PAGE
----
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Publication numberUS6366979 B1
Publication typeGrant
Application numberUS 08/991,845
Publication dateApr 2, 2002
Filing dateDec 16, 1997
Priority dateDec 16, 1997
Fee statusPaid
Publication number08991845, 991845, US 6366979 B1, US 6366979B1, US-B1-6366979, US6366979 B1, US6366979B1
InventorsPidugu L. Narayana, Daniel Eric Cress, Ping Wu
Original AssigneeCypress Semiconductor Corp.
Export CitationBiBTeX, EndNote, RefMan
External Links: USPTO, USPTO Assignment, Espacenet
Apparatus and method for shorting retransmit recovery times utilizing cache memory in high speed FIFO
US 6366979 B1
Abstract
A memory circuit that allows for short retransmit recovery times by implementing a read cache memory in a FIFO device. A circuit comprising a memory array, a cache memory and a logic circuit. The memory array includes a read pointer, a write pointer and a plurality of memory rows. The cache memory is configured to store one or more memory data bits. The logic circuit is further configured to control the output of the circuit by presenting either (i) an output from the memory array or (ii) an output from the cache memory.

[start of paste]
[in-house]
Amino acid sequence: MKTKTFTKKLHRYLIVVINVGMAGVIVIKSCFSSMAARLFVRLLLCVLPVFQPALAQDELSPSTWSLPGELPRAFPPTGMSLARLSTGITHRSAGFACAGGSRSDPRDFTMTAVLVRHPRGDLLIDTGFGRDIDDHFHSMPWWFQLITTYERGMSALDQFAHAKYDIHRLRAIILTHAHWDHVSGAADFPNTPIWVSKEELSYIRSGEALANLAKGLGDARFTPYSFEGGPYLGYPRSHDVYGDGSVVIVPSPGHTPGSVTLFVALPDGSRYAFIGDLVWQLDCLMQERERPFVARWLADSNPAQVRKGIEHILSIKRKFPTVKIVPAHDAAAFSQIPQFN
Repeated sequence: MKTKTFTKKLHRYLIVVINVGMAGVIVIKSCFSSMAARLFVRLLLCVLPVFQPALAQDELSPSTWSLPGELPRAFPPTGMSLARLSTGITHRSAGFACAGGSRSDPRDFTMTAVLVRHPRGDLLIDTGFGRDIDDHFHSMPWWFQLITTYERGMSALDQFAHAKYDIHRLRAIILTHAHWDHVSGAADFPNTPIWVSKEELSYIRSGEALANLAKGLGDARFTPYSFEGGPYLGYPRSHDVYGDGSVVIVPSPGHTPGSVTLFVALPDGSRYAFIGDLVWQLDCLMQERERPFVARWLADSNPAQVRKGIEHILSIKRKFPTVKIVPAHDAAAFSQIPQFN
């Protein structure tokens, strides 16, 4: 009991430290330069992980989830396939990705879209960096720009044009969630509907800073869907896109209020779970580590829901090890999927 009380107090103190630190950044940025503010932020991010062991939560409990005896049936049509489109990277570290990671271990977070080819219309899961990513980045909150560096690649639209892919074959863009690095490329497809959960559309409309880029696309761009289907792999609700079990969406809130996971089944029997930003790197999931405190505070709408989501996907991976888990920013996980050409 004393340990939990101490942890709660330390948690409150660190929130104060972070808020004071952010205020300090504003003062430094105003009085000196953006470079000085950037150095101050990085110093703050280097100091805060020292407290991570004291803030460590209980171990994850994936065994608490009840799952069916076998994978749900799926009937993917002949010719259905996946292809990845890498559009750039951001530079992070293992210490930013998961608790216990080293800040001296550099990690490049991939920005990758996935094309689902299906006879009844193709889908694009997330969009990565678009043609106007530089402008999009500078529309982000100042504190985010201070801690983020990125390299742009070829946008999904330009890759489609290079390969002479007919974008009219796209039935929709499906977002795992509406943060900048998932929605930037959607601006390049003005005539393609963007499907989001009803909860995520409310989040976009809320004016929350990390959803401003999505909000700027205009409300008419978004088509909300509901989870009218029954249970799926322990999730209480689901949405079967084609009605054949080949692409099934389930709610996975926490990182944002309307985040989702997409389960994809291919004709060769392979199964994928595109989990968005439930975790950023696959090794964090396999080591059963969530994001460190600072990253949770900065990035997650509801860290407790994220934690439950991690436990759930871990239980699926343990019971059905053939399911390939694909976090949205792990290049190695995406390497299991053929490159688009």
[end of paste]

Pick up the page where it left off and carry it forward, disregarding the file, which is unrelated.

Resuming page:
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Claims(18)
What is claimed is:
1. A circuit comprising:
a memory array comprising (i) a read pointer, (ii) a write pointer and (iii) a plurality of rows;
a cache memory (i) having an input coupled to an output of said memory array and (ii) configured to store data representing information stored in an initial portion of said memory array;
a first switch configured to couple an output of the memory array to a data output path; and
a second switch configured to couple an output of the cache memory to said data output path,
wherein (i) said first and second switches are controlled by a logic circuit and (ii) said data representing information stored in said initial portion of said memory array is read from said cache memory only during a retransmit condition and when said memory array is unable to be read.
2. The circuit according to claim 1, wherein said memory array comprises a plurality of single sided dual port memory cells.
3. The circuit according to claim 1, wherein said information stored in said cache memory is received from said memory array via a switching circuit.
4. The circuit according to claim 1, wherein said circuit resumes reading from said memory array after said cache memory has been read.
5. The circuit according to claim 1, wherein said cache memory comprises one or more latches.
6. The circuit according to claim 1, wherein said cache memory comprises one or more registers.